Before Cobin was taken in and turned over to authorities, the Investigations Police (PDI) apparently allowed him to post a YouTube video explaining himself. In the video, he apparently sat at his computer, with a rifle in the background, telling his side of the story, and even taking a few questions before signing off. (Transcript under the video).

Good afternoon, everybody, uh, John Cobin here, the voice, uh, lib-libertarian. 

I’m just making a quick recording here and some people may be missing it, but I thought I’d quickly do this. I have, uh, the PDI police in my house here and they are arresting me for the evening. So people should understand what’s going on, I thought they’d allow me to make a quick call to my son and also to you. My son wasn’t available, so hopefully he’ll be able to see this later, too.

Uh, basically I just wanted to let you know what happened, that I was in fear for my life today when I went down to the gun range to shoot the gun I legally hold with a transporting license that I legally have in Chile, and when I was going into downtown Reñaca I swung by the beach, and, as I did so, my car was surrounded by a mob of people, and they started shaking the car when I drove through them carefully. I didn’t go fast or run anybody over, but I wasn’t gonna stay and let them do something to my truck, my pickup truck.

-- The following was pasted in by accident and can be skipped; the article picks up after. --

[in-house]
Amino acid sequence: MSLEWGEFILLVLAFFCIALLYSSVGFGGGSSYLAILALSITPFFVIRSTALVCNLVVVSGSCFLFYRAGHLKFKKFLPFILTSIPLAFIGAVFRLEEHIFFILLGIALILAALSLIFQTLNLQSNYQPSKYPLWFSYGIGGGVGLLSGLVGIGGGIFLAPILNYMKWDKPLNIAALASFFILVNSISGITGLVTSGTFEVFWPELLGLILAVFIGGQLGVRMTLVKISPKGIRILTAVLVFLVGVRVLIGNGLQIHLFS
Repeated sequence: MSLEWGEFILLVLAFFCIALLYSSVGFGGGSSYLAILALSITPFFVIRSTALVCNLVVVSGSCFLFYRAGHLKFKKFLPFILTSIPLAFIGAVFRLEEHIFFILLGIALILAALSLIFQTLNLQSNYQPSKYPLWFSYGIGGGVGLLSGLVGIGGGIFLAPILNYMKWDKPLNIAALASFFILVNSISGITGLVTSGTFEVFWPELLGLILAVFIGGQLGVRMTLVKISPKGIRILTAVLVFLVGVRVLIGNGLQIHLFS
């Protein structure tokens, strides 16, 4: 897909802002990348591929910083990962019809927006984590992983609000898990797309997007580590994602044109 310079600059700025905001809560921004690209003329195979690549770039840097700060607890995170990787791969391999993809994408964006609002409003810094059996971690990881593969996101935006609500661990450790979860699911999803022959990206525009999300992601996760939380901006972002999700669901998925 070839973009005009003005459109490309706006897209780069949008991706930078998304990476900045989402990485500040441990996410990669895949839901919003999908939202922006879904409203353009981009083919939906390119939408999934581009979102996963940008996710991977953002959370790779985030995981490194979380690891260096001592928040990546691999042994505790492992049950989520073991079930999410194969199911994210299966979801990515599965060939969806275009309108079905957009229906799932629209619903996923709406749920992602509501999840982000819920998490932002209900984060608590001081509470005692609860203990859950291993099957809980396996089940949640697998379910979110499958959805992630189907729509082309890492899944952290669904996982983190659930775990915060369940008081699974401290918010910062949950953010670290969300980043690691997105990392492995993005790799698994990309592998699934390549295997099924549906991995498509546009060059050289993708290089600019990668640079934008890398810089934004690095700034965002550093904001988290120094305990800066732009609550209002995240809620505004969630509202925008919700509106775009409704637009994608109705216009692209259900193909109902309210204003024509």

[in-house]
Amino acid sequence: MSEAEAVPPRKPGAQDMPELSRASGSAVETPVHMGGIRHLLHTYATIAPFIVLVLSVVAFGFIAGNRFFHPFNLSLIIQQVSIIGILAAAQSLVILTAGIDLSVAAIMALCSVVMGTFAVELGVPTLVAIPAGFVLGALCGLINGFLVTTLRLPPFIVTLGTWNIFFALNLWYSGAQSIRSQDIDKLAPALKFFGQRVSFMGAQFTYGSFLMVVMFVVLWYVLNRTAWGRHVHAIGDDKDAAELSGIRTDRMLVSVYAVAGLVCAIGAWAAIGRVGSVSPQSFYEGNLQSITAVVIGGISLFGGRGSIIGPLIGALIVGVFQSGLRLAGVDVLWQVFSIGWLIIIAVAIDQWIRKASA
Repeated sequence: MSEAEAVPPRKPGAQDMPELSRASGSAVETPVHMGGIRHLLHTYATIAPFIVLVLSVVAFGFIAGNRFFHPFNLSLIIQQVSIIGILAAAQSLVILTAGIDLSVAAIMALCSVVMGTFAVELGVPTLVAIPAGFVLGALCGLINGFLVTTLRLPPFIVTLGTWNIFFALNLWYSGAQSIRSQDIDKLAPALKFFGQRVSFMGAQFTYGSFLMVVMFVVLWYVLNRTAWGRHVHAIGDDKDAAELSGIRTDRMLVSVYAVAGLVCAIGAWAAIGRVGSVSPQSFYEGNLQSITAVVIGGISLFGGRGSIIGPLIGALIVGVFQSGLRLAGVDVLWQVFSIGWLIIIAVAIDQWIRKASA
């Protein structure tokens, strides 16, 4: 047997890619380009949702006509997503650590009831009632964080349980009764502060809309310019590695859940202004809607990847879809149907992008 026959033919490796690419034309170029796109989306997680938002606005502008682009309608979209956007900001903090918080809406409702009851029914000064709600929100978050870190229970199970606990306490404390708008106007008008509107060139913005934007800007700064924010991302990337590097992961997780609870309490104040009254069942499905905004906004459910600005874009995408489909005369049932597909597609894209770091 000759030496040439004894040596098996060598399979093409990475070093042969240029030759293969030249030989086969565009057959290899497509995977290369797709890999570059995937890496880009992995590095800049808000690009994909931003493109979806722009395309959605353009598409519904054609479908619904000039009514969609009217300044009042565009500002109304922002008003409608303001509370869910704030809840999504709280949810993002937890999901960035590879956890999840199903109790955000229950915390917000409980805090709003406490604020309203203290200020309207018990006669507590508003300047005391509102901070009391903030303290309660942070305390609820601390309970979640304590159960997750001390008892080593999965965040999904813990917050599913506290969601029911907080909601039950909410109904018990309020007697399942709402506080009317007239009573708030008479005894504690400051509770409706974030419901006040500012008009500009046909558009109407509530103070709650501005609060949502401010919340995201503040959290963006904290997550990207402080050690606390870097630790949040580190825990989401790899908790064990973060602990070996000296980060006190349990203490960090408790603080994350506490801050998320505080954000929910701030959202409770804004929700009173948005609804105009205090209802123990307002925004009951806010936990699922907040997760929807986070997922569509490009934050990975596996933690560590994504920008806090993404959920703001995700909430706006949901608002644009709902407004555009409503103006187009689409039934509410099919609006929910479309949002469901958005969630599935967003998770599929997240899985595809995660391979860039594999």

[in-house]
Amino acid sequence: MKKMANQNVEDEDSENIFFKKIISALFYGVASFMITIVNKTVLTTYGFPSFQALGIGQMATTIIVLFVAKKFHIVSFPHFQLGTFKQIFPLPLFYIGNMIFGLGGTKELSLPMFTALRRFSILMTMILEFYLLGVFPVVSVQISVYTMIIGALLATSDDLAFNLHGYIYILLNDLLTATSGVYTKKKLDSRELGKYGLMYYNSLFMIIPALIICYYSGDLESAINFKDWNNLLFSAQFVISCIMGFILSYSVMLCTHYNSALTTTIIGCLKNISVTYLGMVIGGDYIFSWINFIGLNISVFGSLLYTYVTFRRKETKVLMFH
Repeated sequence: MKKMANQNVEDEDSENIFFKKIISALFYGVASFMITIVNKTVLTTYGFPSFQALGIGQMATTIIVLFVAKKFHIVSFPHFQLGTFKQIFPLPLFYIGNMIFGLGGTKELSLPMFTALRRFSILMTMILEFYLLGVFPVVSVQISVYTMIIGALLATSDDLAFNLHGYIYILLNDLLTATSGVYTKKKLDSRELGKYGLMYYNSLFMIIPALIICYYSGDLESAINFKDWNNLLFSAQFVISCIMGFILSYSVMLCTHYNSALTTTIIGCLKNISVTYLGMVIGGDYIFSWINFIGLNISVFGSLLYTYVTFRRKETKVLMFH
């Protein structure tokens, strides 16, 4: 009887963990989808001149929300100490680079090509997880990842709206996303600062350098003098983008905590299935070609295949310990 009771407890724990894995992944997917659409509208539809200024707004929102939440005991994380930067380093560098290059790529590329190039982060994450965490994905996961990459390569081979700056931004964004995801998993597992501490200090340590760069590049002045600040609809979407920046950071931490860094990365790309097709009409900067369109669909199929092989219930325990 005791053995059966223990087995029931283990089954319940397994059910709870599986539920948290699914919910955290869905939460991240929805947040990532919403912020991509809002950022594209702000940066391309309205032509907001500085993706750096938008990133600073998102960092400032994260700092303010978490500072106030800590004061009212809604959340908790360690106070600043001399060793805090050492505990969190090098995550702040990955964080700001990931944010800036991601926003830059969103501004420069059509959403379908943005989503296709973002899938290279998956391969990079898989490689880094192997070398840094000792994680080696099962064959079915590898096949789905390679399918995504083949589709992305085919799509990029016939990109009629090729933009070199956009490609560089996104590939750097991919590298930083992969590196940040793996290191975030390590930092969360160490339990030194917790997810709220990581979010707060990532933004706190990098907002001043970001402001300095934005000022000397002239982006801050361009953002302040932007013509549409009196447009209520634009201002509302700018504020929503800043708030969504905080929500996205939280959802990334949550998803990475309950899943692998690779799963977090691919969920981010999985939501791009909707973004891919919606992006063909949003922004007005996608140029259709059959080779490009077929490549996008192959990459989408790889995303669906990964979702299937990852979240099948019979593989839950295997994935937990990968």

And when I did that they began banging it and attacking it, and so in order to defend myself, I rolled–you know I took, uh, took my gun out and loaded it. It was not loaded before. And I had to load it and prepare myself for, uh, being assaulted. And there were many of them at the beach.

I don’t remember all the circumstances exactly, but I had to–to actually fire two shots at first before they all started coming running around me after me and which I had to stop again and shoot twice again. I accidentally apparently hit somebody in the thigh, a man, I don’t know who that is.

Now the police are telling me I have to be in fear for my own life, that my family– that they found my house, and that there–the phone’s been ringing off the hook. 

So we ask for your prayers and also, uh, any help you might have. I’ve been on the phone with Hermógenes Pérez de Arce, who’s my lawyer, as well as others and these lawyers can ha–hopefully give a hand to help in this situation, uh even—’cause I did not do anything wrong. I legally had the right to carry that–that gun with me. And I was in my car and they attacked me while I was in my car. I loaded the gun after that. I was in fear for my life, being attacked by a violent mob and so shooting four times apparently there was an innocent victim who was struck in the thigh, and that’s the main reason that I have to go to uh, the, the police station now.

So I don’t know how long they’re going to give me to talk on the line here, and I’m preferring to speak in English just because I’m not sure that everyone else in the room here understands that language, so I hope that some of you can make this report known to others in Spanish and that way people can be a–assured.